Review: Captain America: Civil War

Captain America Civil War poster

This is the second film this year where the good guys are punching each other in the face because of disagreements over how to deal with collateral damage caused during previous films in the franchise. Though instead of two heroes we have about six on each side in this film. Is it too much?

Before I answer this question there’s another, more pressing question at hand: How long can Hollywood keep pumping out superhero films before they reach a critical mass and people get bored? How long can they keep making enough money to continue their franchises into the 2020s and beyond like they’re planned for?

The last few films about costumed crimefighters have left me feeling a bit nonplussed leading me to question whether they’re working any more. Avengers: Age of Ultron was underwhelming with some great bits, Ant Man was fun but not great and Batman v Superman: Dawn of Justice had some great moments but was a complete mess.

Fortunately, for me, Captain America: Civil War raises the bar back up again for this tired genre. It is unfair to compare CA: CW and BvS: DoJ, but it’s inevitable. Where the DC/Warner Brothers film felt like something to endure, despite rattling along, Marvel know how to invite the audience in and have fun. Even when everything is going wrong, it’s still colourful and interesting to look at, except for a certain scene near the end which is heart-wrenching to watch. This can only be achieved after experiencing these characters’ stories over the last eight years and got to know them as (almost) fully rounded characters through multiple movies, something the darker DC/WB films failed at as we don’t know much about any of their current clutch of characters.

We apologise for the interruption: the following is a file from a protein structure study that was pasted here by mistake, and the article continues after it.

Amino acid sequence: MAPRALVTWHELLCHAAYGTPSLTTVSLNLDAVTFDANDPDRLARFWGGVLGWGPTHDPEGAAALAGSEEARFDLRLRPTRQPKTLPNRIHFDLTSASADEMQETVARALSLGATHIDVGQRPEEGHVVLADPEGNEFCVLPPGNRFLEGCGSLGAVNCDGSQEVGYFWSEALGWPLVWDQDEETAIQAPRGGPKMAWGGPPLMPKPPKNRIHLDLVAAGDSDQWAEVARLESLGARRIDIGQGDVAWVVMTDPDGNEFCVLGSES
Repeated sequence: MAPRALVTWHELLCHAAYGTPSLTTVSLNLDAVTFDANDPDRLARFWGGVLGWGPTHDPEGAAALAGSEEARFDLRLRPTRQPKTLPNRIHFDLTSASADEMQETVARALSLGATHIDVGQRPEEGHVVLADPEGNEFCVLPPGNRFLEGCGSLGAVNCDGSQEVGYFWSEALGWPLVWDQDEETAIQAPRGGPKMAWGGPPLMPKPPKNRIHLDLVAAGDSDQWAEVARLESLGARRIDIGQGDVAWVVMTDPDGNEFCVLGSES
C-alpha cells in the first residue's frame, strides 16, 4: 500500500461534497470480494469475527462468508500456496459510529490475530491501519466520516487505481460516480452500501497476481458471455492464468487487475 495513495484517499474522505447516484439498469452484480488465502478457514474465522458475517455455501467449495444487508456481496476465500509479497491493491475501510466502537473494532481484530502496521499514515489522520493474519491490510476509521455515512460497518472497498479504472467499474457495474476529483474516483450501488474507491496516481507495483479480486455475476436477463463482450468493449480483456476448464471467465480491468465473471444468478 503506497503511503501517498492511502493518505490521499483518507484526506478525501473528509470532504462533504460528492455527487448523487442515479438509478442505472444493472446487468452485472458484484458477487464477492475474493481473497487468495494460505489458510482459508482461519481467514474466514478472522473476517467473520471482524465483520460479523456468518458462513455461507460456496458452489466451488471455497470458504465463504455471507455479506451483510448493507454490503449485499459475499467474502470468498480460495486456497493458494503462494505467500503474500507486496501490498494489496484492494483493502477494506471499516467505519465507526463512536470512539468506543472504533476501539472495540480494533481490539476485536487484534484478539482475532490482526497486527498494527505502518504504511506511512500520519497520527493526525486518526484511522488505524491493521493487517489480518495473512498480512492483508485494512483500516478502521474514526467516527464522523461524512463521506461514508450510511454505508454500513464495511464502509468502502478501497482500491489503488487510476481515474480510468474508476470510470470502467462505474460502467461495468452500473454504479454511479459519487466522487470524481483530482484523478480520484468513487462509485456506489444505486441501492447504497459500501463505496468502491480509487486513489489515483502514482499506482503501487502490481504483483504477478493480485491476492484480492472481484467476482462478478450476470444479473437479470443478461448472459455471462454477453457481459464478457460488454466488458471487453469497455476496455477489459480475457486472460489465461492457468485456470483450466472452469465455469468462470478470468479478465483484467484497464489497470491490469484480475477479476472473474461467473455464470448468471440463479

It would be fairer to compare CA: CW to Avengers: Age of Ultron. Ultron was potentially a great villain, but the film was mishandled and felt like a film made by committee rather than by an auteur. Once again though, Marvel killed off a great villain, which is what is so refreshing about CA: CW. It is cleverly written by the Russo brother, just like CA: Winter Soldier was and, although Crossbones was killed off in the first scene (bad Marvel!), they have introduced the most calculating villain since Loki in Zemo. And he didn’t even wear a costume or even a uniform.

If you’re a fan of the Marvel oeuvre, you’ll really enjoy this, it has all the colour, panache and witty dialogue you’ve come to expect. But there is also real heartbreak in the fallout from Zemo’s plan and the conclusion of the film has an ellipsis that really makes you wonder where the characters are going to go from here.

CA: CW is the Avengers film we deserved from A: AoU and expands the Marvel Cinematic Universe further, amazingly giving each of the myriad characters enough time to shine in their own right. The film  is stolen by stand out performances from Tom Holland as Spider-Man and Chadwick Boseman as Black Panther. Ant Man does something you may not expect and there’s a really great bit of misdirection involving Zemo’s plan the Winter Soldier(s).

There’s a heck of a lot going on in this movie, but even so there were two or three moments where the film sags, unlike BvS: DoJ you are acutely aware of how long you’ve been in the cinema during these scenes. But even so you always know what’s going on and each character’s motivation is crystal clear and that’s a testament to the writing and the storytelling that has come before this.

Put simply, I’m really looking forward to the Spider-Man and Black Panther movies, but CA: CW has rejuvenated my interest in the superhero genre, for the time being.

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